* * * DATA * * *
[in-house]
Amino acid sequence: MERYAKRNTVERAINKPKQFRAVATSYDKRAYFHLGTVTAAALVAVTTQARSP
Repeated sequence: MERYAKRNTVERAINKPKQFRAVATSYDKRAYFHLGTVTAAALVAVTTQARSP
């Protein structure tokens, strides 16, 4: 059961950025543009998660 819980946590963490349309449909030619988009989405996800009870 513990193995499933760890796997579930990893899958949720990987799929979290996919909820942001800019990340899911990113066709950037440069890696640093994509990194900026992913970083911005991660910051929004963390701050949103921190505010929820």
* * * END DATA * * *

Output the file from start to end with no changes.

[in-house]
Amino acid sequence: MERYAKRNTVERAINKPKQFRAVATSYDKRAYFHLGTVTAAALVAVTTQARSP
Repeated sequence: MERYAKRNTVERAINKPKQFRAVATSYDKRAYFHLGTVTAAALVAVTTQARSP
């Protein structure tokens, strides 16, 4: 059961950025543009998660 819980946590963490349309449909030619988009989405996800009870 513990193995499933760890796997579930990893899958949720990987799929979290996919909820942001800019990340899911990113066709950037440069890696640093994509990194900026992913970083911005991660910051929004963390701050949103921190505010929820």